The Ibex 35 'blue chips' according to Expansión

The Spanish finance newspaper Expansión reviewed in its Monday’s edition some of the Ibex 35’s ‘blue chips’. The leading companies of the index have fallen 25% on average since early 2007, more than their European counterparts. Investment advisers claim many big funds have removed them from their portfolios due ​​to the peripheral tensions, but their managers have not taken into account that Spain’s ‘blue chips’ stand out against their competitors because of their fundamentals and more efficient business model.


“Deutsche Telekom and Telefónica have invested in their overseas expansion and the specialisation of their different business areas, but their success has been different. Telefónica has managed to be much more efficient, thanks to its commitment to Latin America […] The Spanish company has expanded its presence in key countries and won the game. The EBITDA generation capacity, and low debt levels are points in its favor, along with the dividend yield of about 11.32%.”


“Although Santander is difficult to compare with any other European entity, the commercial segment of BNP Paribas and Santander is similar and both are institutions that are too big to fail, according to the FSB in Europe. Experts believe that the two banks are still quite dependent on their countries of origin, but Santander has made a greater effort to change this, becoming more flexible.”


“The European counterpart that BBVA can be compared to is Deutsche Bank, analysts said. The exposure to debt of peripheral countries is high in both entities, but the Spanish bank has a low Greek bond portfolio, that places it in a better position compared to French and German entities. Furthermore, BBVA will have a core capital of 10.7% in 2012, compared to the 10.1% of the German entity. Another factor in favour of BBVA is its presence in Mexico, a country that contributes 33% to its results.”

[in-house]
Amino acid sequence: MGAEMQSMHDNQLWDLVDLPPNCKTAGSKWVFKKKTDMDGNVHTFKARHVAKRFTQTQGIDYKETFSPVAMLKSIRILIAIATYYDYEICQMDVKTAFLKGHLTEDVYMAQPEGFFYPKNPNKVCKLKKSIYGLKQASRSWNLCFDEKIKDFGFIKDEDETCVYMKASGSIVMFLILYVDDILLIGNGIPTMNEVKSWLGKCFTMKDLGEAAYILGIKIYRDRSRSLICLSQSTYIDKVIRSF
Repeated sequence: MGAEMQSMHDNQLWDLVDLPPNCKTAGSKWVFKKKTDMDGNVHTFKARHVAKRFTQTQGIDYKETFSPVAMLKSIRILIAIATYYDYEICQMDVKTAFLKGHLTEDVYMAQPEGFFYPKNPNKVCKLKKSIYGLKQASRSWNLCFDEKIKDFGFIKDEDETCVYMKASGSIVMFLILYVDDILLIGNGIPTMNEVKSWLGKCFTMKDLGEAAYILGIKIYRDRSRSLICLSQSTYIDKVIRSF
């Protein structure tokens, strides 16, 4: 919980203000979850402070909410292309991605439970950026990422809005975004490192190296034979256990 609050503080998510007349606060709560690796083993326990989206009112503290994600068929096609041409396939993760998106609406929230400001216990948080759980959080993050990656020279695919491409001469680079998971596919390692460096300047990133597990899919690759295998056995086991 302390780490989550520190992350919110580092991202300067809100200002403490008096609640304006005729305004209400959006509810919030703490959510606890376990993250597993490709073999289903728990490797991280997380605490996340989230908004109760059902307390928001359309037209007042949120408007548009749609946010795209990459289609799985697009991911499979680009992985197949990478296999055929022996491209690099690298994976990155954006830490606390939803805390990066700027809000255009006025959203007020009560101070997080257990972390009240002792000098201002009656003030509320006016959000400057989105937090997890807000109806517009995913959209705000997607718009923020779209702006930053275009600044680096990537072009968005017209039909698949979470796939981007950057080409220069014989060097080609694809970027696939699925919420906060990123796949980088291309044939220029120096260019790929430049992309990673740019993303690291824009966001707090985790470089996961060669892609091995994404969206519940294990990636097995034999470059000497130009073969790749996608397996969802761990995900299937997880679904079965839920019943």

“The all time highs of Italy’s and Spain’s risk premiums hinder the financing of companies in both countries, but it has a greater impact on Enel, Iberdrola’s main competitor in Europe, due to its indebtedness. The company became the most indebted utility company in Europe after buying Endesa four years ago […] The Italian company stands out compared to Iberdrola thanks its price and dividend yield (8.8%), but it will review it and have to deal with the fall in consumption in Italy. Iberdrola’s expansion in Latin America will allow it to better navigate through the crisis.”


“Repsol’s exploitation ability is only comparable to Italy’s Eni in Europe. The Spanish company has stood out in recent months for the progress in Latin America. This has placed in the background uncertainties, such as the refinancing of the debt of Sacyr that is associated with the 20% that it holds in Repsol. Repsol is also known for other aspects: its upside potential is of 15.6% according to FactSet, its financial position is one of the most healthy in Europe and its shareholder returns are high […] Experts believe that the Italian company could suffer due to the situation in Libya.”


“Inditex and H & M are trading at high prices because they have managed to weather the crisis in recent years. Price/performance ratio of the two groups is 21 times. This is greater than that of the listed companies that belong to the same sector. Inditex owes its degree of growth to a successful international expansion and the ability to maintain sales without much advertising costs. With the development of new online shops, the company will continue to grow, which can not be guaranteed for H & M.”

About the Author

The Corner
The Corner has a team of on-the-ground reporters in capital cities ranging from New York to Beijing. Their stories are edited by the teams at the Spanish magazine Consejeros (for members of companies’ boards of directors) and at the stock market news site Consenso Del Mercado (market consensus). They have worked in economics and communication for over 25 years.

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